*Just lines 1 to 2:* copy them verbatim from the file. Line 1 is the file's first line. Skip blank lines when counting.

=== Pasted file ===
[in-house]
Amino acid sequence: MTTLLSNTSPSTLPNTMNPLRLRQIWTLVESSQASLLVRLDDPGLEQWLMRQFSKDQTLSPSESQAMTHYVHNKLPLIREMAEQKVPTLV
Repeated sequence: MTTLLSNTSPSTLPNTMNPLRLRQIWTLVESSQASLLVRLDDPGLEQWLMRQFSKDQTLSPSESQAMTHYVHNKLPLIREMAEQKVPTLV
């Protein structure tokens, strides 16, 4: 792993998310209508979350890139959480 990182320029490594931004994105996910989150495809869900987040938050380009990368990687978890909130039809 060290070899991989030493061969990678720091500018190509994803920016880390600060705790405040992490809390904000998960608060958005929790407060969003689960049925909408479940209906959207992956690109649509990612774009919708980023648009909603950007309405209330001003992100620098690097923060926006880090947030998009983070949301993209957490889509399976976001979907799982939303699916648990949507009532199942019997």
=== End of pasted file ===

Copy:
[in-house]
Amino acid sequence: MTTLLSNTSPSTLPNTMNPLRLRQIWTLVESSQASLLVRLDDPGLEQWLMRQFSKDQTLSPSESQAMTHYVHNKLPLIREMAEQKVPTLV